On February 4, 2015, the Advocate General (AG) M. Szpunar at the Court of Justice of the European Union (CJEU) issued his Opinion in the French case Mapfre Asistencia and Mapfre Warranty SpA versus Directeur général des finances publiques. The case concerned the question whether the payment of a predetermined (fixed) amount in exchange for the provision of a warranty for a particular period to cover the cost of repairing defects in used cars, must be regarded as an insurance premium for the purposes of VAT. The case is important for the scope of the insurance exemption for VAT purposes.
Under the European VAT Directive “insurance and reinsurance transactions” are VAT exempt. In a number of cases, the CJEU has provided some guidance on the scope of the term “insurance transactions”. This term undoubtedly concerns an autonomous concept of EU law, and a general characteristic is the assumption that the insurer, in return for prior payment of a premium, undertakes to provide the insured, in the event of materialization of the risk covered, with the service agreed when the contract was concluded. It is also a foregone conclusion that taxpayers that do not have the status of an insurance company may – from a VAT perspective – nevertheless provide VAT-exempt insurance services.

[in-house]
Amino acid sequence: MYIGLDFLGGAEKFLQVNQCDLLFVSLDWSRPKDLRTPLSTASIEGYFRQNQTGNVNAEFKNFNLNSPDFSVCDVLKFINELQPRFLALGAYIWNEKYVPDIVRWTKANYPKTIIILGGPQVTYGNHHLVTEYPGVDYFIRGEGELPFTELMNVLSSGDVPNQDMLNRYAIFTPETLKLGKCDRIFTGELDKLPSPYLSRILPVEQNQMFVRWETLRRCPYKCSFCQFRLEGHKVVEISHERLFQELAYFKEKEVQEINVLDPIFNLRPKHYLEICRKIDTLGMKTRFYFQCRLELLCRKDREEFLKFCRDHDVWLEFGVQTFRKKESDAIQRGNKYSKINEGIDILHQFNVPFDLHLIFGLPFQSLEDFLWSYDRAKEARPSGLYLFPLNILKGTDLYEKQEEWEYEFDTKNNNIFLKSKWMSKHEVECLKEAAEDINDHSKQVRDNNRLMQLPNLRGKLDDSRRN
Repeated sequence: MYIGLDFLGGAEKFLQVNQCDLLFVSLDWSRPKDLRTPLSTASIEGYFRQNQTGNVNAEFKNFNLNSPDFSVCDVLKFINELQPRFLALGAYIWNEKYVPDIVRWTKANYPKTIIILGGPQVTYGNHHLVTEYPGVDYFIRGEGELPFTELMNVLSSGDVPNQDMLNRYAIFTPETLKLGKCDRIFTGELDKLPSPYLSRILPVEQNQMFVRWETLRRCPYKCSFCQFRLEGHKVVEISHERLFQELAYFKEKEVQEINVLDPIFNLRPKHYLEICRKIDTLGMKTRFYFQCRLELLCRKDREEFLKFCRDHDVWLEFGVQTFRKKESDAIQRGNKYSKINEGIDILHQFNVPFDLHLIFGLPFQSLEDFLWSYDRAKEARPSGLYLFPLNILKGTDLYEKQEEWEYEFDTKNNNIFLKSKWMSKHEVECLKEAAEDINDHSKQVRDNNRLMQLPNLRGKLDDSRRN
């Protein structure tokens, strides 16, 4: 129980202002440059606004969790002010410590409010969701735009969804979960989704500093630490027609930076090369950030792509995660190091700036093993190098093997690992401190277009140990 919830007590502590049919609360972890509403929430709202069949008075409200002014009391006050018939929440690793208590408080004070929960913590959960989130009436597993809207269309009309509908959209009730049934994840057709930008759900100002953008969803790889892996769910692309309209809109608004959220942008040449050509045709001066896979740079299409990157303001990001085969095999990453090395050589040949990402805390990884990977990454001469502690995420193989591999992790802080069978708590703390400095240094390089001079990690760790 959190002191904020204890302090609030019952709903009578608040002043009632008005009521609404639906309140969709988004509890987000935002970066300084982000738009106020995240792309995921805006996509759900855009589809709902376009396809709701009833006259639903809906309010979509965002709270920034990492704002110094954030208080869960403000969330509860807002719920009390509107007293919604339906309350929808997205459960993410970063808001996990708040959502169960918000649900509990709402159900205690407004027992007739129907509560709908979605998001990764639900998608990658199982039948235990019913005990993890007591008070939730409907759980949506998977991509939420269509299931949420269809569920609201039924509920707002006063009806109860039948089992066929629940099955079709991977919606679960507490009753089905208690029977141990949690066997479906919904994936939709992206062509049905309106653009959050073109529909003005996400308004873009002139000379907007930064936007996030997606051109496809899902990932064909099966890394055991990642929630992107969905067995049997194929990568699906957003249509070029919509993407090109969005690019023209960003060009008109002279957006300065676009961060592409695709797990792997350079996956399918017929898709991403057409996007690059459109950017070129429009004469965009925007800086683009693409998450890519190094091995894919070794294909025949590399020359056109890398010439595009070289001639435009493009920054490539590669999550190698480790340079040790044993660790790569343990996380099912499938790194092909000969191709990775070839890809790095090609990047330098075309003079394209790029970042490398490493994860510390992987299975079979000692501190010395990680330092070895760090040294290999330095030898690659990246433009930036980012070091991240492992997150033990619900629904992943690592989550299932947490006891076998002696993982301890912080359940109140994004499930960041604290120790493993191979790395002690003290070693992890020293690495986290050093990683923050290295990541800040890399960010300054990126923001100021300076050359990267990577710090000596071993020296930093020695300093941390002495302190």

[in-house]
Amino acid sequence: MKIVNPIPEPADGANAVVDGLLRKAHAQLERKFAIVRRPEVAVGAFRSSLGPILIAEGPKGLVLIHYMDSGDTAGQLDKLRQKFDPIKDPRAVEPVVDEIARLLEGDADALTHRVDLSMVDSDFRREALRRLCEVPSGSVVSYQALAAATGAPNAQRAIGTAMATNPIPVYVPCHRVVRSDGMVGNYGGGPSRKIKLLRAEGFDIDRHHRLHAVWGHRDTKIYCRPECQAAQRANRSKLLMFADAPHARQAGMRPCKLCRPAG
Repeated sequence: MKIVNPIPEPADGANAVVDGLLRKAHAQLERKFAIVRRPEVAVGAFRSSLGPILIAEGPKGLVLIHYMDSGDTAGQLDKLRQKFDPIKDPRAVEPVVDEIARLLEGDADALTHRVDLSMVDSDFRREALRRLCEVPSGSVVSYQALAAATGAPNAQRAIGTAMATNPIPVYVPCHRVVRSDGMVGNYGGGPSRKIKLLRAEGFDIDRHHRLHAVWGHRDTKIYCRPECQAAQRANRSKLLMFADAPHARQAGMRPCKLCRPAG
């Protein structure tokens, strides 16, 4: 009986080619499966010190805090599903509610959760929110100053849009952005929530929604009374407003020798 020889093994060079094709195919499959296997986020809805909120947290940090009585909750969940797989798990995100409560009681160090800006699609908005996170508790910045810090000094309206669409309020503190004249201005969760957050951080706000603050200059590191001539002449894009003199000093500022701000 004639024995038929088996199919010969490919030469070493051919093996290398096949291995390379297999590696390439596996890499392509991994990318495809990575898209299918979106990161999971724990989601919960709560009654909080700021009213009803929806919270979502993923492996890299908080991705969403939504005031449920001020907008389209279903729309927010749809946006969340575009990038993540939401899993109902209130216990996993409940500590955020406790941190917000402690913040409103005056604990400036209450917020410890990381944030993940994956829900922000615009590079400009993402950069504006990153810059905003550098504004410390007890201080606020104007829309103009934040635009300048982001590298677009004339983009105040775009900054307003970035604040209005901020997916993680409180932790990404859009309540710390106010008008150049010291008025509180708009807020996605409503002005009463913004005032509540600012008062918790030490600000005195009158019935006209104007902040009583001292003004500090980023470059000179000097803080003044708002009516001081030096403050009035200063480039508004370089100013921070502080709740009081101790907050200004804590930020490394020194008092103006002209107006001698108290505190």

Mapfre Warranty SpA (“Mapfre W”) provides a warranty (for a limited period) for the proper functioning of certain components in used cars. Used car dealers offer this warranty to their customers when buying a used car. If a defect (covered by this warranty) occurs, the buyer of the car can report to a garage (which is not necessarily the garage of the used car dealer) and the estimate for the repair is submitted for approval to Mapfre W. Following approval, the garage repairs the car and the repair costs are paid by Mapfre W. Mapfre W receives a fixed fee from the used car dealers for this service, for which it covered itself against possible losses by taking out an insurance with Mapfre Asistencia.
Instead of 9% French insurance premium tax, the French tax authorities want to levy French insurance premium tax at a rate of 18% on the Mapfre Asistencia - Mapfre W relationship. This issue is not addressed further in the case currently pending before the CJEU. The French tax authorities believe that the service provided by Mapfre W qualifies as a VAT-exempt insurance service and not (as argued by Mapfre W) as a service subject to VAT. The AG’s opinion concerns this disputed issue.
The AG follows the earlier guidance from the CJEU on the characteristics of insurance from a VAT perspective. The case does not clarify the legal relationship between the participants in the transaction. Although the AG noted that this should be determined by the relevant national court, he believes that the issue is not essential to the interpretation of the VAT exemption for insurance transactions. In his view, the VAT exemption for insurance in any case applies in the following three situations:
- Mapfre W concludes an agreement with the buyer of the car and the dealer acts as an intermediary;
- the dealer concludes the agreement with Mapfre W in its own name but on behalf of the buyer of the car;